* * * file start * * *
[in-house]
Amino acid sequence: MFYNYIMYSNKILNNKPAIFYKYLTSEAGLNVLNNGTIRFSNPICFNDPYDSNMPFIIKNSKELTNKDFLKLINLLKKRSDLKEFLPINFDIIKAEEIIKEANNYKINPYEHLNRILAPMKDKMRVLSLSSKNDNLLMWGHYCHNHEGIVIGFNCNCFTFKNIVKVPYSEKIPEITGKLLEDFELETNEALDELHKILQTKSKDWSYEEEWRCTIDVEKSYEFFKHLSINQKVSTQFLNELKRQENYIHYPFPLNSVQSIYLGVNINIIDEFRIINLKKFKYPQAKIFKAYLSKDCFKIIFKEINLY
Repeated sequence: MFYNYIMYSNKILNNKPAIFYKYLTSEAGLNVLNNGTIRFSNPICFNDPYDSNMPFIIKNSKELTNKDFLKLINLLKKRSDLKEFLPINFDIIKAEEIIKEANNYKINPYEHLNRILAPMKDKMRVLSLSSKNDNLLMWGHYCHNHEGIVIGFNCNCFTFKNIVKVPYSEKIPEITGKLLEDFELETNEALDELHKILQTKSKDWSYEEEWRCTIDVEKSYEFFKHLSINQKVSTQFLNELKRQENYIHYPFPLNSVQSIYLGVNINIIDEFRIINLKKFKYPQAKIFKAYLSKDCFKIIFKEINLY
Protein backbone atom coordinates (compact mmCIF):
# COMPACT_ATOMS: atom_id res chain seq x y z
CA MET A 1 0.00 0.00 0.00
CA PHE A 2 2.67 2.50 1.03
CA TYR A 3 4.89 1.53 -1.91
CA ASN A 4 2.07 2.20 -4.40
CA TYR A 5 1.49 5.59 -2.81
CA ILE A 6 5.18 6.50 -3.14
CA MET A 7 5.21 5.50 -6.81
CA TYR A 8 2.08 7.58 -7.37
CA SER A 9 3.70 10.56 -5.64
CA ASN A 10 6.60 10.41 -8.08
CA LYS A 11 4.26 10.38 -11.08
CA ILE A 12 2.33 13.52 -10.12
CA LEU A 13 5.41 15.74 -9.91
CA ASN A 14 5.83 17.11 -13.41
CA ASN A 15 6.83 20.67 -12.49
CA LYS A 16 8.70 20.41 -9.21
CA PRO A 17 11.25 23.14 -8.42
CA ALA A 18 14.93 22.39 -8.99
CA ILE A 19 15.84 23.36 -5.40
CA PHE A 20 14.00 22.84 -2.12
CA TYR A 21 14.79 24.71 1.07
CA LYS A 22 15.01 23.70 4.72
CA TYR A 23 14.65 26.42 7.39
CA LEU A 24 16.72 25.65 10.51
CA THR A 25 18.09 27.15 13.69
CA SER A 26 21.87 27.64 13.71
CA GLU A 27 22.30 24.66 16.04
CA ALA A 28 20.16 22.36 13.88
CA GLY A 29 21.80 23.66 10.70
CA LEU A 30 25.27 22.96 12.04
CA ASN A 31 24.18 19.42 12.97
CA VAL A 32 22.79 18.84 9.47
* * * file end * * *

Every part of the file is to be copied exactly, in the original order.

[in-house]
Amino acid sequence: MFYNYIMYSNKILNNKPAIFYKYLTSEAGLNVLNNGTIRFSNPICFNDPYDSNMPFIIKNSKELTNKDFLKLINLLKKRSDLKEFLPINFDIIKAEEIIKEANNYKINPYEHLNRILAPMKDKMRVLSLSSKNDNLLMWGHYCHNHEGIVIGFNCNCFTFKNIVKVPYSEKIPEITGKLLEDFELETNEALDELHKILQTKSKDWSYEEEWRCTIDVEKSYEFFKHLSINQKVSTQFLNELKRQENYIHYPFPLNSVQSIYLGVNINIIDEFRIINLKKFKYPQAKIFKAYLSKDCFKIIFKEINLY
Repeated sequence: MFYNYIMYSNKILNNKPAIFYKYLTSEAGLNVLNNGTIRFSNPICFNDPYDSNMPFIIKNSKELTNKDFLKLINLLKKRSDLKEFLPINFDIIKAEEIIKEANNYKINPYEHLNRILAPMKDKMRVLSLSSKNDNLLMWGHYCHNHEGIVIGFNCNCFTFKNIVKVPYSEKIPEITGKLLEDFELETNEALDELHKILQTKSKDWSYEEEWRCTIDVEKSYEFFKHLSINQKVSTQFLNELKRQENYIHYPFPLNSVQSIYLGVNINIIDEFRIINLKKFKYPQAKIFKAYLSKDCFKIIFKEINLY
Protein backbone atom coordinates (compact mmCIF):
# COMPACT_ATOMS: atom_id res chain seq x y z
CA MET A 1 0.00 0.00 0.00
CA PHE A 2 2.67 2.50 1.03
CA TYR A 3 4.89 1.53 -1.91
CA ASN A 4 2.07 2.20 -4.40
CA TYR A 5 1.49 5.59 -2.81
CA ILE A 6 5.18 6.50 -3.14
CA MET A 7 5.21 5.50 -6.81
CA TYR A 8 2.08 7.58 -7.37
CA SER A 9 3.70 10.56 -5.64
CA ASN A 10 6.60 10.41 -8.08
CA LYS A 11 4.26 10.38 -11.08
CA ILE A 12 2.33 13.52 -10.12
CA LEU A 13 5.41 15.74 -9.91
CA ASN A 14 5.83 17.11 -13.41
CA ASN A 15 6.83 20.67 -12.49
CA LYS A 16 8.70 20.41 -9.21
CA PRO A 17 11.25 23.14 -8.42
CA ALA A 18 14.93 22.39 -8.99
CA ILE A 19 15.84 23.36 -5.40
CA PHE A 20 14.00 22.84 -2.12
CA TYR A 21 14.79 24.71 1.07
CA LYS A 22 15.01 23.70 4.72
CA TYR A 23 14.65 26.42 7.39
CA LEU A 24 16.72 25.65 10.51
CA THR A 25 18.09 27.15 13.69
CA SER A 26 21.87 27.64 13.71
CA GLU A 27 22.30 24.66 16.04
CA ALA A 28 20.16 22.36 13.88
CA GLY A 29 21.80 23.66 10.70
CA LEU A 30 25.27 22.96 12.04
CA ASN A 31 24.18 19.42 12.97
CA VAL A 32 22.79 18.84 9.47